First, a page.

“That’s a lot to be proud of,” said Karin. “Being in Seoul was beyond anything you could have imagined. It was very exciting.”
During the Games, Karin turned 25. As someone offered her a piece of birthday cake, she looked around at all the teenagers in the pool. Twenty-five is definitely not old in the great scheme of things, but in synchro it seemed that way. There were other things in life that she wanted to do and it seemed like the right time to retire.
“Some of the other little pressures of life were beginning to creep in,” she said. Following retirement from her synchro career, Karin was inducted into the BC Swimming Hall of Fame in 2001 and the Coquitlam Sports Hall of Fame in 2019.
Some high performance athletes struggle with the transition to their next career and while it was no picnic at times, Karin seemed to handle it better than most and before long she was on the road to her second hall of fame career. She began attending Simon Fraser University working towards a media communications degree and taking night courses in broadcasting at BCIT. Even before the end of 1988, she was offered a part-time weekend job at CBC Vancouver as a sports researcher. She was hired by another future BC Sports Hall of Famer, J. Paul McConnell.
“Karin gives me far too much credit for having any part of getting her started. I may have pried open a door or two, but I also had a lot of helpers,” said JP recently. “We managed to steer her down the hall and into the into the sports department, where she was truly ‘a rose among the thorns.’ It just seemed the right thing to do and it would have to be the very best thing I did in my ten years with the CBC. I am totally delighted to be among the many who are so excited to see Karin elected to the BC Sports Hall of Fame.”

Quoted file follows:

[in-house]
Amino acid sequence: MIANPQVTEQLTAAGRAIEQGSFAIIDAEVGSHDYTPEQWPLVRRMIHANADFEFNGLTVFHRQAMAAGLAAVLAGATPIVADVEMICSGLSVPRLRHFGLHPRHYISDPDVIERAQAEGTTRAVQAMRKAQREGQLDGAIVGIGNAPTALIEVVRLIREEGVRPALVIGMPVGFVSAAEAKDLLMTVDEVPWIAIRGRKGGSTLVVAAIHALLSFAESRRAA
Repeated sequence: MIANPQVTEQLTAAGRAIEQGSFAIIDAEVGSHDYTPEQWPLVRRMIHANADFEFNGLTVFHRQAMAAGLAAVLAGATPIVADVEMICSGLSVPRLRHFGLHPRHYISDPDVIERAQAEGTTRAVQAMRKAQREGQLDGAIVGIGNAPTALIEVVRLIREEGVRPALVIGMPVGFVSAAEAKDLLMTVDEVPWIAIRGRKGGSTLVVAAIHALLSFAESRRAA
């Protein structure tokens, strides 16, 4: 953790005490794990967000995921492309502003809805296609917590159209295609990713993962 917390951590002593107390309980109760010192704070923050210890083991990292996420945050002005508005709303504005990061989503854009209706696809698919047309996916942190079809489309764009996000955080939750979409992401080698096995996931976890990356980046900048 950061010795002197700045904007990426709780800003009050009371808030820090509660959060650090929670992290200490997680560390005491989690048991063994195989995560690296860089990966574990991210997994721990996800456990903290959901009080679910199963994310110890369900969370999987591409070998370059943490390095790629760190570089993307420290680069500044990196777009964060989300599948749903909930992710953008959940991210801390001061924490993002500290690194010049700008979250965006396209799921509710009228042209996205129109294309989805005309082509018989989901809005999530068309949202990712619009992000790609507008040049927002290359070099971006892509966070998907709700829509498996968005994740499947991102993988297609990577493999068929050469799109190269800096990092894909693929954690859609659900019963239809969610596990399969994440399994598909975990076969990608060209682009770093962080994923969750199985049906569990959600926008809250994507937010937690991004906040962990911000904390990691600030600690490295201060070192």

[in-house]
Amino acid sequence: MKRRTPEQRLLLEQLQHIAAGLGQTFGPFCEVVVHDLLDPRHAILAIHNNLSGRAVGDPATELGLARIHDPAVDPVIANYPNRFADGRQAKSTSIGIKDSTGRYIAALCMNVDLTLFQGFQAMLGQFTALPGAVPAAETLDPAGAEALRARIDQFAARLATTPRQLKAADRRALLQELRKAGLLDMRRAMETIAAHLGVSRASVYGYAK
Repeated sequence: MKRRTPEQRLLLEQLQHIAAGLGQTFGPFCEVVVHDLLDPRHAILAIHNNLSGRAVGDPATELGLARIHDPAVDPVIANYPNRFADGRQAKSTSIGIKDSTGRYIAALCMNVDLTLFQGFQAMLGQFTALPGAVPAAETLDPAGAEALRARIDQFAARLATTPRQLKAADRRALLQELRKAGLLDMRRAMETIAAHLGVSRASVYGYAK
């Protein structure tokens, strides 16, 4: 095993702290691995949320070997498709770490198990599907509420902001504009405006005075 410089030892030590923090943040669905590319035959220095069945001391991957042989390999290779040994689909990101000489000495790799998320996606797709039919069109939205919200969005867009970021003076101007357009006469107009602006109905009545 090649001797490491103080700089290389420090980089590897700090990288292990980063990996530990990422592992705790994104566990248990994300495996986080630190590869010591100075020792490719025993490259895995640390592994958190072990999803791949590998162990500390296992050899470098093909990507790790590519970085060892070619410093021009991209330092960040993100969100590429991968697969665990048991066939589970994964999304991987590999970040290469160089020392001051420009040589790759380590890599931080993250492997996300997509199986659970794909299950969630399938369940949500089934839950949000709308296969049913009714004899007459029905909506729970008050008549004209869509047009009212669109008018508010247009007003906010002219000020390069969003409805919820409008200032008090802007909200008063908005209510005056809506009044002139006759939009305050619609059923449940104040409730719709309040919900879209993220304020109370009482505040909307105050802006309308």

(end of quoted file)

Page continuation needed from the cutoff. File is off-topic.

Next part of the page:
“That was my foot in the door there,” Karin recalled. “I ordered everyone’s dinner and made sure it was delivered. I did a few interviews and ran around with the camera and just learned. Making all the terrible mistakes you make when you have no clue what you’re doing, but at a low level so the embarrassment is kept at a minimum.”
Over the next few years Karin soaked it all up learning and teaching herself as many different jobs as possible as a researcher, production assistant, floor director, reporter, in the control room as a script assistant even occasionally getting on-air as a host. Early on she worked on the CBC’s NHL Breakaway, a Canucks-focused show that came on before Hockey Night in Canada and did well in the ratings. For a year she even branched out and worked as a story producer for a horse racing show on BCTV called Down The Stretch. All of the skills she picked up served her well later on when called upon to take on bigger and different roles either locally or nationally for the network. One of those included co-hosting CBC Vancouver’s Seeking Stanley with Shane Foxman, a nightly Canucks wrap-up show that followed the 2010-11 team through their remarkable run to Game 7 of the Stanley Cup Final and regularly pulled in over 350,000 viewers—“incredible for a local show.”
She couldn’t have asked for a better team in the sports department at CBC Vancouver to learn from at the beginning. Besides JP, there was also Steve Armitage, Barry Macdonald, Greg Shannon, and Eric Dwyer who all were big influences.